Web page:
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Economy

Japan sees record 30 million-plus foreign visitors in 2018

TOKYO (Kyodo) -- The number of foreign visitors to Japan in 2018 topped 30 million on Tuesday, marking an all-time record on an annual basis, as the country attracted a high proportion of travelers from its Asian neighbors, the Japan Tourism Agency said.

The figure, eclipsing the previous record of 28.69 million set in 2017, is expected to reach around 31 million by the end of this year, although the pace of increase slowed after a number of natural disasters, including earthquakes and torrential rains, hit the country this summer, agency officials said.

Japan is aiming to attract 40 million travelers in 2020 when Tokyo hosts the Olympic and Paralympic Games. To meet this target, the government has eased visa rules, expanded airports for budget airlines and promoted private lodging services to address a shortage of accommodation for tourists.

It is also stepping up efforts to create systems designed to send out more multi-language information at airports and train stations when disasters strike.

Japan first received more than 10 million foreign visitors in 2013. The number exceeded 20 million for the first time in 2016.

Asian tourists, particularly from China, South Korea, Taiwan and Hong Kong, again contributed to this year's increase, with the number of visitors in the first half already reaching about 15.89 million, up 15.6 percent from a year earlier, government data showed.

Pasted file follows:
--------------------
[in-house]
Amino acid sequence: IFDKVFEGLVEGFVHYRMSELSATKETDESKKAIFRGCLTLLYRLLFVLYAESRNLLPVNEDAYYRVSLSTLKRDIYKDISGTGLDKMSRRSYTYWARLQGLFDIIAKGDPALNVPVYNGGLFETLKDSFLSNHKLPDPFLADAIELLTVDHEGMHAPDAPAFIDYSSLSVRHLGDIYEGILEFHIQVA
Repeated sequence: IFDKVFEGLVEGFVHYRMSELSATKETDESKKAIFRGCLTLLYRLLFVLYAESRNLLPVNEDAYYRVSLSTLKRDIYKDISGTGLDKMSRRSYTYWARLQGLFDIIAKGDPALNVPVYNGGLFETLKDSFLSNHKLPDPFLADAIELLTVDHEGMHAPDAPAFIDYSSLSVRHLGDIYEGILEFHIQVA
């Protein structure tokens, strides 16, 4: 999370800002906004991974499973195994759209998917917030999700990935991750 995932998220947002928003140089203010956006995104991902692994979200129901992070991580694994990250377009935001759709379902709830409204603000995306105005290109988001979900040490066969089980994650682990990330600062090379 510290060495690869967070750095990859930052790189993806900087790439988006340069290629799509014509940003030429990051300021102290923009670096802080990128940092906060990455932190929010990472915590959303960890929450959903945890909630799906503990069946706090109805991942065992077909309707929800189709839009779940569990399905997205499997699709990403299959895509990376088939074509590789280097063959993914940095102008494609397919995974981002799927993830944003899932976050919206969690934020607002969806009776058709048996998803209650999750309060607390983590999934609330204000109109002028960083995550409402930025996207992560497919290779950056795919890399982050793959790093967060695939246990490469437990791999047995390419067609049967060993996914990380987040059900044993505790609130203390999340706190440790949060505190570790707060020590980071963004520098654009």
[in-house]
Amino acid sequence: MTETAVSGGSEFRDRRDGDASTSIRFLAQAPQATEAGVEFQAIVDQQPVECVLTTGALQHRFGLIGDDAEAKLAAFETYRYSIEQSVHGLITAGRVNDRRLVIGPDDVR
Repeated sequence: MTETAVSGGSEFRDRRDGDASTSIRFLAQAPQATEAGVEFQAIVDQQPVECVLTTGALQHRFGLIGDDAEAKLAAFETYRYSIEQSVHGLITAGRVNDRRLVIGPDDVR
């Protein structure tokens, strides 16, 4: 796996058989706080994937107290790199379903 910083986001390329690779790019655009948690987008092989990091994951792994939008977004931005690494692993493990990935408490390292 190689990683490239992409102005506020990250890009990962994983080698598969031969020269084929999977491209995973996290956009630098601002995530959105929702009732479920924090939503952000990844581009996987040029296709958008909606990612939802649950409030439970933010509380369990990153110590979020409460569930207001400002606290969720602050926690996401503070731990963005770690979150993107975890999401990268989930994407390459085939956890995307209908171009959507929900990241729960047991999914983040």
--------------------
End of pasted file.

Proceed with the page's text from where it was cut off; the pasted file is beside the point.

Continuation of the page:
In September, however, the number on a monthly basis dropped 5.3 percent from a year earlier, recording the first contraction since 2013.

The fall was blamed on the magnitude 6.7 earthquake that rocked Japan's northernmost island prefecture of Hokkaido on Sept. 6, killing more than 40 people.

A typhoon that forced the temporary closure of Kansai International Airport in Osaka, the main international air gateway to the western Japan region, also led to the reduction. But the number bounced back in October.

Many foreign visitors who were affected by natural disasters, including flooding triggered by heavy rains in July and a powerful quake that struck northern Osaka Prefecture in June, have said Japan should provide more information in different languages, particularly concerning transport, in times of emergency.

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